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Officials confiscate Flushing supermarket’s items that illegally occupied sidewalk along Main Street

Jul. 31, 2023 By Carlotta Mohamed

As she continues to work on keeping the streets safe and walkable for Flushing residents, Councilwoman Sandra Ung recently announced that the 109th Precinct and the city Department of Sanitation (DSNY) enforced regulations against CJ Supermarket for illegally occupying sidewalk space along Main Street and 41st Avenue. 

CJ Supermarket’s tables and items, such as fruits and produce, were confiscated on July 26, following the market’s failure to comply with the law regarding property setting out stoop stands and tables. 

CJ’s Supermarket in Flushing following the 109th Precinct and city Department of Sanitation’s enforcement action on July 26.Photo courtesy of Ung’s office

“Over the past three years, the owner has been issued citations multiple times every week by both the NYPD and the Department of Sanitation for ignoring sidewalk obstruction regulations, blocking pedestrian pathways and illegally placing tables and fruit stands under the LIRR tracks,” Ung said. “Our office has received dozens of complaints from seniors and those with mobility impairments who are unable to walk past the supermarket.” 

CJ’s Supermarket did not immediately respond to QNS’ request for comment.

Since January of 2021, CJ’s Supermarket, located at 40-33 Main St., has incurred more than $20,000 in fines for various violations of the city’s regulations governing the display of items on public property. Because of repeated violations, the supermarket’s stoop line stand license was revoked by the Department of Consumer and Worker Protection.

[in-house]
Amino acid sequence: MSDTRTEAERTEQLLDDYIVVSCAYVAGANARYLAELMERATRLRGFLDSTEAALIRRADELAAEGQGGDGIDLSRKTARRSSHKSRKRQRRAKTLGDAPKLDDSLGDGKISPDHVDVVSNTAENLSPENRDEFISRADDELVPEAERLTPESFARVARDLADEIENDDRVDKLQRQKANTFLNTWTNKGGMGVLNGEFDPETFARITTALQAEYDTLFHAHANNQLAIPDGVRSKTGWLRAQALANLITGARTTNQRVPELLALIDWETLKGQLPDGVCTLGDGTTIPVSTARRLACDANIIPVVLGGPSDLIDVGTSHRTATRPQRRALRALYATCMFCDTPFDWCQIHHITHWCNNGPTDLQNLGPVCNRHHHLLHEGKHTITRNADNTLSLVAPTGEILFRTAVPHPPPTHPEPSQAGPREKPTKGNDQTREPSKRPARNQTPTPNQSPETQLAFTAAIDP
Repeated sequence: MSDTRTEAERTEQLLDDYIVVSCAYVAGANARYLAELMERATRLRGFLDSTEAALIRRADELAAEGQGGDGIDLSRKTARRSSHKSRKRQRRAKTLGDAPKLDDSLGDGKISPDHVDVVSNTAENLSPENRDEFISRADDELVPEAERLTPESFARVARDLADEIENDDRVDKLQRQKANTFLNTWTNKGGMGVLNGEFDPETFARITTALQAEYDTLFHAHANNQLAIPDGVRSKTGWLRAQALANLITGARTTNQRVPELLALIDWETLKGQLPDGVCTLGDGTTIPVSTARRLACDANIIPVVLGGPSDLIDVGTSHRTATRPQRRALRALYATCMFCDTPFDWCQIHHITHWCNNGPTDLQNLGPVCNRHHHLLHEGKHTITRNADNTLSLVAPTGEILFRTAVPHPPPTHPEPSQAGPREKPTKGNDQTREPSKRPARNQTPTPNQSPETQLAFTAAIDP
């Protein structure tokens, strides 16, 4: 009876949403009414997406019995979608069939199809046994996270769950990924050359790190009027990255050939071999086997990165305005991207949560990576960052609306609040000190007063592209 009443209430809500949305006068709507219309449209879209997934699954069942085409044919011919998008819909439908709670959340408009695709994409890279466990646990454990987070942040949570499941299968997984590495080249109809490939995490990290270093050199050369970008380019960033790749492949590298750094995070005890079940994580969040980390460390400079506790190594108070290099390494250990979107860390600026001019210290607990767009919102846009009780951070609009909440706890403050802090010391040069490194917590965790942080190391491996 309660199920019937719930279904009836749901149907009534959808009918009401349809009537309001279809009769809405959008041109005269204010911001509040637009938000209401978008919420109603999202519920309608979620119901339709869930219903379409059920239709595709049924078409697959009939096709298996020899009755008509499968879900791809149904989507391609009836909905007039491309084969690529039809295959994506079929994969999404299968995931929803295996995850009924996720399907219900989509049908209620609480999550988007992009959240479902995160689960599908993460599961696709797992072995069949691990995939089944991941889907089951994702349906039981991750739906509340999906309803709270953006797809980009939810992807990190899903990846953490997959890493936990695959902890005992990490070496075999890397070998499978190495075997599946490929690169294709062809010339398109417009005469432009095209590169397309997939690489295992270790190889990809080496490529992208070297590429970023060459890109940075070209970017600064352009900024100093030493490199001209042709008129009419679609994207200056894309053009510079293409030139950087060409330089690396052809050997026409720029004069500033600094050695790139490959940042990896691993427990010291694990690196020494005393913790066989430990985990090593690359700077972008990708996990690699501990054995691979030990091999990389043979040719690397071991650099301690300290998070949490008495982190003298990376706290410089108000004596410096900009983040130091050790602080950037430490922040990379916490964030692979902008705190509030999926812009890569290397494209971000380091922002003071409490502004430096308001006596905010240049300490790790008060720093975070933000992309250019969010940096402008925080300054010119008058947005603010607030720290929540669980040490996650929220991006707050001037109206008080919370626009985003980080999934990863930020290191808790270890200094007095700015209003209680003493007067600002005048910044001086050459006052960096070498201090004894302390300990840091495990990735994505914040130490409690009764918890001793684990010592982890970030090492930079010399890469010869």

Photo courtesy of Ung’s office

Since 2001, CJ Supermarket has received a number of violations for sidewalk obstruction, street obstruction, a dirty sidewalk, failure to clean 18 inches into the street, operating an MFVU unit with a permit in any public space, and loose rubbish, according to the NYC Open Data portal

In June 2022, Ung sent a letter to CJ Supermarket requesting that the owner remedy the current situation. 

“I know this is not the first time you have been made aware of this problem by elected officials, the 109th Precinct, and city agencies on behalf of frustrated Flushing residents and the tens of thousands of commuters who pass through the neighborhood on a near-daily basis,” Ung wrote in the letter. “I hope we can work together and finally find a solution that permanently removes the obstacles.” 

In the letter, Ung said pedestrians were forced to “navigate a narrow space between the displays and the Long Island Railroad overpass, creating a choke point and bottleneck of pedestrians.” The councilwoman noted that CJ patron who would stop to peruse the items for sale, as well as the CJ employees restocking the items, added to the congestion and exacerbated the situation. 

Moving forward, Ung said she hope’s the owner will be a good neighbor and respect the laws of the city. 

Earlier this year, the councilwoman led efforts for crackdowns and punitive measures against street vendors that were creating a risk to public safety. In March, officers from the 109th Precinct issued summonses to unlicensed street vendors and confiscated a wide range of merchandise. 

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